What Frost Inside Your Windows Means
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Act before frosty windows lead to bigger problems.
Have you noticed frost on the inside of your windows this winter? While the ice crystals themselves are quite pretty, when that frost melts, it could lead to some ugly and expensive problems, such as rotted window frames and mold. Here’s what you can do to avoid the damage of interior window frost.
Understand why frost forms
When warm, water-laden air meets a cold windowpane, condensation forms. When outdoor temperatures drop below freezing, the accumulated moisture freezes. That’s it—water vapor cools on your windows, then transforms to a liquid and then a solid. This means there are two factors that you can tweak to correct the problem: humidity and air temperature.
Some humidity inside our homes is good during the winter months, as it naturally helps keep our skin and airways hydrated. However, too much humidity can accumulate from the use of humidifiers, as well as everyday activities such as long showers and cooking.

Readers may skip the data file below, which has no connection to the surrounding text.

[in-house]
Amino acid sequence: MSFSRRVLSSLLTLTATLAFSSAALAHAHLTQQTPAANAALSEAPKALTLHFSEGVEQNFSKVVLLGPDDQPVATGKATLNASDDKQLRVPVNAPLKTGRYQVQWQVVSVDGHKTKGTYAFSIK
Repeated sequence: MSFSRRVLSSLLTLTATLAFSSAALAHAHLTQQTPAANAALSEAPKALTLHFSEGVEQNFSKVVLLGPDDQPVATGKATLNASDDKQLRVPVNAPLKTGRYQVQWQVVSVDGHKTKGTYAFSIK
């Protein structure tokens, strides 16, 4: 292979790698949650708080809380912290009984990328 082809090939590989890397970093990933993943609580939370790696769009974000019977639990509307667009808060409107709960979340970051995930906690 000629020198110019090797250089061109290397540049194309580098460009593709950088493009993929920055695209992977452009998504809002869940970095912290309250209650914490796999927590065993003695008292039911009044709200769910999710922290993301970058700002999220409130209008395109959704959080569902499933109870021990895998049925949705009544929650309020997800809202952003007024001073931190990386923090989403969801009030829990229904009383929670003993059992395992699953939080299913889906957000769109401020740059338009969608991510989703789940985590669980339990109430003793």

When cooking or showering, be sure to use your exhaust fan to move steam outdoors before it has a chance to accumulate on your windows. If you have a whole-house humidifier, consider lowering the moisture setting. If you use a portable humidifier, move it away from areas with windows.
Reduce cold air leaks
Remember that water vapor condenses on cooler surfaces. Be sure to seal all gaps and air leaks around window frames with caulk. On a cold day, you will be able to feel air leaks. Additionally, you can also carefully move a lit candle near a window; if the flame flickers, it’s an indication of an air leak.
What if reducing humidity and air leaks doesn’t resolve the problem?
In some cases, especially with single-pane windows, the best remedy is new windows. Modern double-paned windows provide insulation that reduces energy usage.
The average cost of replacement windows with installation is $564 per window, according to Bob Vila. A Consumers home equity loan is a convenient way to finance window replacements for many homeowners.
Consumers helps more than 2,000 members finance land, first and second homes, and home improvement projects each year. We’d love to help you with a mortgage or home equity line of credit; contact us online or call us at 800-991-2221.